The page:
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When I first saw the trailer for the new film The Visitor I knew I wanted to see it solely on the basis that Richard Jenkins was going to be the star. I’ve loved this guy in everything he has done, mostly small to medium supporting work; it’s great to see him get the chance to carry an entire movie. Of course there was more to like: the music seemed fantastic, the storyline something with some dramatic weight, and the fact that it was written/directed by the same guy who did The Station Agent, Thomas McCarthy, couldn’t hurt. Now, granted, I have not seen that film, but I really, really want to…Peter Dinklage is the man. However, it only had good press and I will not be surprised if this one carries on that torch, because besides some heavy-handed diatribe about immigration in the US, McCarthy has crafted a pretty solid piece of cinema.

What we have is a story about a college professor who has become so accustomed to his life, and so ingrained with routine that any change is unacceptable; he hides behind past achievements in order to exist with as little work as necessary. Teaching one class, supposedly working on his new book, (we never see him even touch a computer), and drinking wine with every meal, (yes there’s a glass of red next to his Cheerios bowl), Walter Vale is in desperate need of a change-up. After his excuse to not go to NYC—because he didn’t actually write the paper he is given credit for at the conference being held there—is disregarded, Vale receives that alteration in the form of two illegal squatters staying at his apartment. Conned into thinking the place was for rent, the couple is as scared of Vale as he is of them, the plight of having no place to stay thaws the professor’s heart as he lets them spend the night. Between seminars, Tarek begins to train his new housemate in the art of the African drum, infusing music back into Vale’s life after the passing of his classically trained pianist wife. Through the drumbeats and the sheer kindness of these two souls, Walter finally finds a purpose to life once again.

This in and of itself would have made an interesting film, music bringing these disparate creatures together—a white, upper class intellectual with his new Syrian and Senegalese friends. In order to add a bit of drama is the wrench of imprisonment for Tarek after a fluke incident in the subway and his cash card malfunctioning. While incarcerated, Vale decides to do whatever he can to help free him, visiting whenever possible, neglecting his students back in Connecticut, and putting a lawyer on retainer to do what is necessary. The emotional evolution from Jenkins is very well performed, as is Danai Jekesai Gurira playing Tarek’s girlfriend slowly finding trust in this stranger all of a sudden doing what he can to help them out.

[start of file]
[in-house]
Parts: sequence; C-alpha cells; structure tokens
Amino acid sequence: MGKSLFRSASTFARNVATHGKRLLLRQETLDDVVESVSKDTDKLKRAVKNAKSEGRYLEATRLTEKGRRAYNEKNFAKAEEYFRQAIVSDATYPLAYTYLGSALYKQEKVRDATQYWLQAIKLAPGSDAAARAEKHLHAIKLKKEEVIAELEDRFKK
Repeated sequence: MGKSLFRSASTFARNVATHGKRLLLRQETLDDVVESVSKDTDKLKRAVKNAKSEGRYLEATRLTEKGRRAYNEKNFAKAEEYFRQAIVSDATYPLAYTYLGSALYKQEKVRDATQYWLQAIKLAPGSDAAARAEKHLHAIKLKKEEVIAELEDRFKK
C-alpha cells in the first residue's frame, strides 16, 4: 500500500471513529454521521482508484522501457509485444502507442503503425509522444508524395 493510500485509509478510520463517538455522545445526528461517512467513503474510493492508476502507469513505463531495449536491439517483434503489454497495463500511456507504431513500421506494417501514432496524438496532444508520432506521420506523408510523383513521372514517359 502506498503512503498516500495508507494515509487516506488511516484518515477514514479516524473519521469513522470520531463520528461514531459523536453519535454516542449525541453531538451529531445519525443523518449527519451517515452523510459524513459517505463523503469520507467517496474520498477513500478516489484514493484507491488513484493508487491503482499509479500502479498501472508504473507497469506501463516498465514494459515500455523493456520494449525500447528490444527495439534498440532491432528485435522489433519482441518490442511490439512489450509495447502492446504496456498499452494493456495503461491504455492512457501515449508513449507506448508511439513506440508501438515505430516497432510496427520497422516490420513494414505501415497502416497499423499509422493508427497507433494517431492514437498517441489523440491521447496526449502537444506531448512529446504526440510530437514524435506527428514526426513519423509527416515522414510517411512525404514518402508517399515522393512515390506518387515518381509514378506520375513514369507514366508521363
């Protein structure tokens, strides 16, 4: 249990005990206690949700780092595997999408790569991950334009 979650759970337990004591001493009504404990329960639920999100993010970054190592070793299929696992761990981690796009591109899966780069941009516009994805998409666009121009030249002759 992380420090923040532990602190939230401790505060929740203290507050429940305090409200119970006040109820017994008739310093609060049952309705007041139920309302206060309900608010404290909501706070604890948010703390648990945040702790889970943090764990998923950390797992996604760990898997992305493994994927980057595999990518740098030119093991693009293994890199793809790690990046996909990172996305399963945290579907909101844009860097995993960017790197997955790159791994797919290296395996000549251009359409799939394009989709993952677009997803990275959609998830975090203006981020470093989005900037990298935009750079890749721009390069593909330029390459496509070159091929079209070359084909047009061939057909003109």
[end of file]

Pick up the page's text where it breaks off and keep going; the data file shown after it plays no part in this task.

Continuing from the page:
Through the emotional tension and the burgeoning relationship between all involved, including Tarek’s newly arrived mother from Michigan, comes the not so subtle inclusion of commentary on America’s immigration policy. Does it suck that the people living a good life get deported and the terrorists do not? Yes. Is Tarek correct when saying that no one in the detention facility is a terrorist because they have financial backers? Yes. Does any of that excuse the fact that they are illegal, they have been notified that they can’t achieve asylum and must go back? No. I’m sorry but it doesn’t matter how nice you are, you must go through the right channels. But this is a conversation for a different forum. I just wish McCarthy wouldn’t have used a sweet little film about life and love to get those issues out there, especially with blatant moments like the American flag fade towards the end. I did however enjoy the line from Jenkins’ Vale of, “we aren’t all just helpless children.” It’s a true statement, unfortunately it falls on deaf ears because there is a little something called domestic safety that needs to be upheld to its fullest. Once you start making exceptions, no good can result.

Despite the immigration law issues, I really had a good time with The Visitor. The character studies are fantastic and every performance genuine. Haaz Sleiman is great as Tarek, spreading his exuberance for life with all he encounters. Not even the sick of life Vale can resist laughing when around him. Hiam Abbass, as Tarek’s mother is also very good. An illegal herself, she refuses to be anywhere but by her son’s side until the situation is rectified, either way. With many parallels to the life of Vale, the two forge a deep bond for the young man on the cusp of being sent away forever, back to Syria. One his actual flesh and blood, the other someone who has put upon himself a position of fatherly love, and both having lost their spouses—an event that changed their worlds as a result—they slowly begin to start living again with the excitement of uncertainty. The music is great, I’d love to check out the soundtrack, and while some moments seem to linger too long, one cannot fault the final image. A perfect ending, realistic in every way, McCarthy doesn’t compromise a thing.

The Visitor 8/10

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photography:
[1] Danai Gurira and Haaz Sleiman in “The Visitor.” 2008 Overture Films.
[2] Richard Jenkins and Haaz Sleiman in “The Visitor.” 2008 Overture Films.

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